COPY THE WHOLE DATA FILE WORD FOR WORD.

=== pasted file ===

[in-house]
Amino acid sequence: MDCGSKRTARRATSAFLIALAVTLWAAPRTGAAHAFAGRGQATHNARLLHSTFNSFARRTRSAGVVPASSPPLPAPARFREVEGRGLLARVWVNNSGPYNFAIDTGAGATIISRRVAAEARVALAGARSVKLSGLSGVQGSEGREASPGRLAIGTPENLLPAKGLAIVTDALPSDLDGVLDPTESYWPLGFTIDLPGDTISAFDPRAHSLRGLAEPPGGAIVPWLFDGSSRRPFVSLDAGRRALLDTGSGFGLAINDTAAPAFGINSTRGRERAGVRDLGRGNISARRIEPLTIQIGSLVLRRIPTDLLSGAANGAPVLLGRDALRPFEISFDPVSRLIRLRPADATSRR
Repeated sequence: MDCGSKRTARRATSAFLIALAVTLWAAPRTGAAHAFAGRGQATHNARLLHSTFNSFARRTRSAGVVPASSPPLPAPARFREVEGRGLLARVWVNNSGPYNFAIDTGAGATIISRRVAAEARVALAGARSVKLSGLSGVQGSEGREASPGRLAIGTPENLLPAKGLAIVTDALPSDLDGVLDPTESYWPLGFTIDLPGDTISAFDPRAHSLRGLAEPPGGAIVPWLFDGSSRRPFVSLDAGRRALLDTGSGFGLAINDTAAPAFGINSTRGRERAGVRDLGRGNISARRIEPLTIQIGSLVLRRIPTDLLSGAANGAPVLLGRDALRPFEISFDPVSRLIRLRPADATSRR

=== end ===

[in-house]
Amino acid sequence: MDCGSKRTARRATSAFLIALAVTLWAAPRTGAAHAFAGRGQATHNARLLHSTFNSFARRTRSAGVVPASSPPLPAPARFREVEGRGLLARVWVNNSGPYNFAIDTGAGATIISRRVAAEARVALAGARSVKLSGLSGVQGSEGREASPGRLAIGTPENLLPAKGLAIVTDALPSDLDGVLDPTESYWPLGFTIDLPGDTISAFDPRAHSLRGLAEPPGGAIVPWLFDGSSRRPFVSLDAGRRALLDTGSGFGLAINDTAAPAFGINSTRGRERAGVRDLGRGNISARRIEPLTIQIGSLVLRRIPTDLLSGAANGAPVLLGRDALRPFEISFDPVSRLIRLRPADATSRR
Repeated sequence: MDCGSKRTARRATSAFLIALAVTLWAAPRTGAAHAFAGRGQATHNARLLHSTFNSFARRTRSAGVVPASSPPLPAPARFREVEGRGLLARVWVNNSGPYNFAIDTGAGATIISRRVAAEARVALAGARSVKLSGLSGVQGSEGREASPGRLAIGTPENLLPAKGLAIVTDALPSDLDGVLDPTESYWPLGFTIDLPGDTISAFDPRAHSLRGLAEPPGGAIVPWLFDGSSRRPFVSLDAGRRALLDTGSGFGLAINDTAAPAFGINSTRGRERAGVRDLGRGNISARRIEPLTIQIGSLVLRRIPTDLLSGAANGAPVLLGRDALRPFEISFDPVSRLIRLRPADATSRR